When power supply engineers choose to use power MOSFETs, which is widely used in 2000w inverter or 3000w inverter that work with LFP battery, to design power supplies, most of them make preliminary decisions directly based on the three parameters of power MOSFETs: maximum withstand voltage, maximum conduction current capability, and conduction resistance. But in fact, the switching loss test of MOSFET/IGBT is a very critical point in power supply debugging of home solar power system and device evaluation.
However, many engineers rely on the perceptual perception of manual calculation when measuring switching loss. The most common MOSFET switching loss are turn-on loss and turn-off loss. Today, we will use the turn-on loss and turn-off loss of flyback CCM mode. Let’s deduce the formula based on the cutting loss, I hope it can give you some reference.
Main content:
1. Causes of MOSFET switching loss
Turn-on loss refers to that when a non-ideal switch tube is turned on, the voltage of the switch tube does not drop to zero immediately, but has a falling time. At the same time, its current does not rise to the load current immediately, and there is a rise time.
During this period, the current and voltage of the switch tube have an overlap area, which will cause loss. This loss is the turn-on loss. By analogy, we can get the reasons for the turn-off loss. Another meaning of switching loss is that in switching power supplies, when switching large MOSFET diode, parasitic capacitance needs to be charged and discharged, which will also cause losses.
Analysis of the worst case
The figure below shows the overlapping process of current and voltage during switching. What this figure describes is actually the worst case. When it is turned on, the voltage of the MOS tube does not start to drop until the current of the MOS tube rises to I1. When it is turned off, the voltage of the MOS tube starts to drop. After the voltage rises to Vds, the MOS tube current begins to decrease.
MOS tube switching process① MOS tube turning on process:
Stage 1: The voltage remains unchanged and the current rises (the voltage remains unchanged at Vds, and the current rises from 0 to Ip1). When the MOS is turned on, the current quickly rises from zero to Ip1. During this process, the DS voltage of the MOS does not change to Vds.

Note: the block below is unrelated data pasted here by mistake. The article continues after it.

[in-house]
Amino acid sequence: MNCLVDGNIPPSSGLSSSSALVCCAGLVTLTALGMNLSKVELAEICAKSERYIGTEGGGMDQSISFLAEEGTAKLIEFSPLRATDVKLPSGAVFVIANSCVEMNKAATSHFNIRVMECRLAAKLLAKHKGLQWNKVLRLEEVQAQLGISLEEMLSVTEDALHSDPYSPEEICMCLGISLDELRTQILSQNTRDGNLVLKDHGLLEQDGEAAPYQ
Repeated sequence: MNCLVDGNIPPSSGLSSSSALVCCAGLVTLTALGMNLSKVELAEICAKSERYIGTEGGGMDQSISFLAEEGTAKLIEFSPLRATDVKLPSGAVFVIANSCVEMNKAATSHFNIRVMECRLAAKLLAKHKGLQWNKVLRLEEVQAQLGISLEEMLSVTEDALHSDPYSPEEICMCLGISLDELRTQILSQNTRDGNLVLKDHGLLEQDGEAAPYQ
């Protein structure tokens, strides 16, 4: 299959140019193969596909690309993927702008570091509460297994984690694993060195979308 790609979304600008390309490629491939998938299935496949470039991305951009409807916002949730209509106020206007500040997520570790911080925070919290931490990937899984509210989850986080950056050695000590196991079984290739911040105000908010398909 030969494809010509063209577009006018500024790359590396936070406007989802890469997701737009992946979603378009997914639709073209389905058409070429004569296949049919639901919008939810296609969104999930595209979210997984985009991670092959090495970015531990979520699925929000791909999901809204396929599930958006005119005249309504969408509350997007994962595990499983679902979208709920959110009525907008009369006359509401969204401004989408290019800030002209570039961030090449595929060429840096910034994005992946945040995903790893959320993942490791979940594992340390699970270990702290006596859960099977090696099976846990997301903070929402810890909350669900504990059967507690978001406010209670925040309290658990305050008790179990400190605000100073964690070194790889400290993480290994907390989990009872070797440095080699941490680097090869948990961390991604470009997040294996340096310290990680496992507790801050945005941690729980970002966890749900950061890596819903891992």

Stage 2: The current remains unchanged and the voltage drops (the current remains unchanged at Ip1, and the voltage drops from Vds to 0). After the current rises to Ip1, the rising slope of the current (Ip1-Ip2 segment) is very slow relative to the moment 0-Ip1. We can approximately think that the slope that continues to rise after rising to Ip1 is 0, and the current is basically considered to be unchanged at Ip1. At this time, the DS voltage of the MOS tube begins to rapidly drop to 0V.
② MOS tube turning off process:
Stage 1: The current remains unchanged and the voltage rises (the current remains unchanged at Ip2, and the voltage rises from 0 to Vds). The voltage quickly starts to rise from 0 to the highest voltage Vds. The same as when it is turned on, the current of the MOS during this process basically does not change to Ip2.
Stage 2: The voltage remains unchanged and the current decreases (the point voltage remains unchanged at Vds, and the current drops from Ip2 to 0). The voltage remains unchanged at Vds, and the current quickly drops from Ip2 to 0 with a large downward slope.
As for the turn-off and turn-on crossover time t, the estimation process will be given below. Please refer to the figure below:
- When turning on: the rising process of current 0-Ip1 and the falling process of voltage Vds-0 occur simultaneously.
- When turning off: the rising process of voltage 0-Vds and the falling process of current from Ip2-0 occur simultaneously.
2. Calculation of MOSFET switching loss at turn-on
Let’s first locate the turning on time t1. It seems that if we use the average method to calculate it, we can directly see that Ip1/2 × Vds/2 *t1*fs. In fact, this is not accurate. The calculation is that each instant within time t corresponds to a power, and then all the instantaneous powers during this period are accumulated and then divided by the switching period T or multiplied by the switching frequency fs.